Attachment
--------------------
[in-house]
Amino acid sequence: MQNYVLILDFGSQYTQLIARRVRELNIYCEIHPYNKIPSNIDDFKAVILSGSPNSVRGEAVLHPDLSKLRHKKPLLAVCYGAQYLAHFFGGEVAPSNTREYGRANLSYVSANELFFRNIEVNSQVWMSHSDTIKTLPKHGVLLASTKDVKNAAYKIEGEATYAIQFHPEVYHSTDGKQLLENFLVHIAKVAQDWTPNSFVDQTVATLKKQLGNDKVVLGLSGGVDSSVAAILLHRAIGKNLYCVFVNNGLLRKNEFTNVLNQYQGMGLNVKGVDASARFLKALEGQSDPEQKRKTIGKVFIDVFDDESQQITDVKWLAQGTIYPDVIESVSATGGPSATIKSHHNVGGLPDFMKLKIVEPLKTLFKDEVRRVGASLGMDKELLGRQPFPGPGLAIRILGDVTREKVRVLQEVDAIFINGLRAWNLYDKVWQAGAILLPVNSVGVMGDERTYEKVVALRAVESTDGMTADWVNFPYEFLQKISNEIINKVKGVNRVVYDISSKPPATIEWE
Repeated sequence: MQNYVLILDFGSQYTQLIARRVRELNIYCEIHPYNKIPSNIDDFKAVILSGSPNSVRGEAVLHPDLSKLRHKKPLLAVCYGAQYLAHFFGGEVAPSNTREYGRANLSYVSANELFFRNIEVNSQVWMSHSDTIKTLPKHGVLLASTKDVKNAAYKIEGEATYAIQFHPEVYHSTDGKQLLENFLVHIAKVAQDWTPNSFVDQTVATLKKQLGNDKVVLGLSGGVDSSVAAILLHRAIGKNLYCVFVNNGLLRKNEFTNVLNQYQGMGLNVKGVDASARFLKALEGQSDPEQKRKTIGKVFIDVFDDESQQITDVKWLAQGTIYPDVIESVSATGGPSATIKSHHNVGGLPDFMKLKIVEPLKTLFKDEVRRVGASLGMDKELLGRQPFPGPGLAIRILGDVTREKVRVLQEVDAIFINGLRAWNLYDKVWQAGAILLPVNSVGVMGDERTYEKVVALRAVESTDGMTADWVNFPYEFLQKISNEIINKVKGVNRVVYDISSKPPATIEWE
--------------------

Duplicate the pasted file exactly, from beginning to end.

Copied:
[in-house]
Amino acid sequence: MQNYVLILDFGSQYTQLIARRVRELNIYCEIHPYNKIPSNIDDFKAVILSGSPNSVRGEAVLHPDLSKLRHKKPLLAVCYGAQYLAHFFGGEVAPSNTREYGRANLSYVSANELFFRNIEVNSQVWMSHSDTIKTLPKHGVLLASTKDVKNAAYKIEGEATYAIQFHPEVYHSTDGKQLLENFLVHIAKVAQDWTPNSFVDQTVATLKKQLGNDKVVLGLSGGVDSSVAAILLHRAIGKNLYCVFVNNGLLRKNEFTNVLNQYQGMGLNVKGVDASARFLKALEGQSDPEQKRKTIGKVFIDVFDDESQQITDVKWLAQGTIYPDVIESVSATGGPSATIKSHHNVGGLPDFMKLKIVEPLKTLFKDEVRRVGASLGMDKELLGRQPFPGPGLAIRILGDVTREKVRVLQEVDAIFINGLRAWNLYDKVWQAGAILLPVNSVGVMGDERTYEKVVALRAVESTDGMTADWVNFPYEFLQKISNEIINKVKGVNRVVYDISSKPPATIEWE
Repeated sequence: MQNYVLILDFGSQYTQLIARRVRELNIYCEIHPYNKIPSNIDDFKAVILSGSPNSVRGEAVLHPDLSKLRHKKPLLAVCYGAQYLAHFFGGEVAPSNTREYGRANLSYVSANELFFRNIEVNSQVWMSHSDTIKTLPKHGVLLASTKDVKNAAYKIEGEATYAIQFHPEVYHSTDGKQLLENFLVHIAKVAQDWTPNSFVDQTVATLKKQLGNDKVVLGLSGGVDSSVAAILLHRAIGKNLYCVFVNNGLLRKNEFTNVLNQYQGMGLNVKGVDASARFLKALEGQSDPEQKRKTIGKVFIDVFDDESQQITDVKWLAQGTIYPDVIESVSATGGPSATIKSHHNVGGLPDFMKLKIVEPLKTLFKDEVRRVGASLGMDKELLGRQPFPGPGLAIRILGDVTREKVRVLQEVDAIFINGLRAWNLYDKVWQAGAILLPVNSVGVMGDERTYEKVVALRAVESTDGMTADWVNFPYEFLQKISNEIINKVKGVNRVVYDISSKPPATIEWE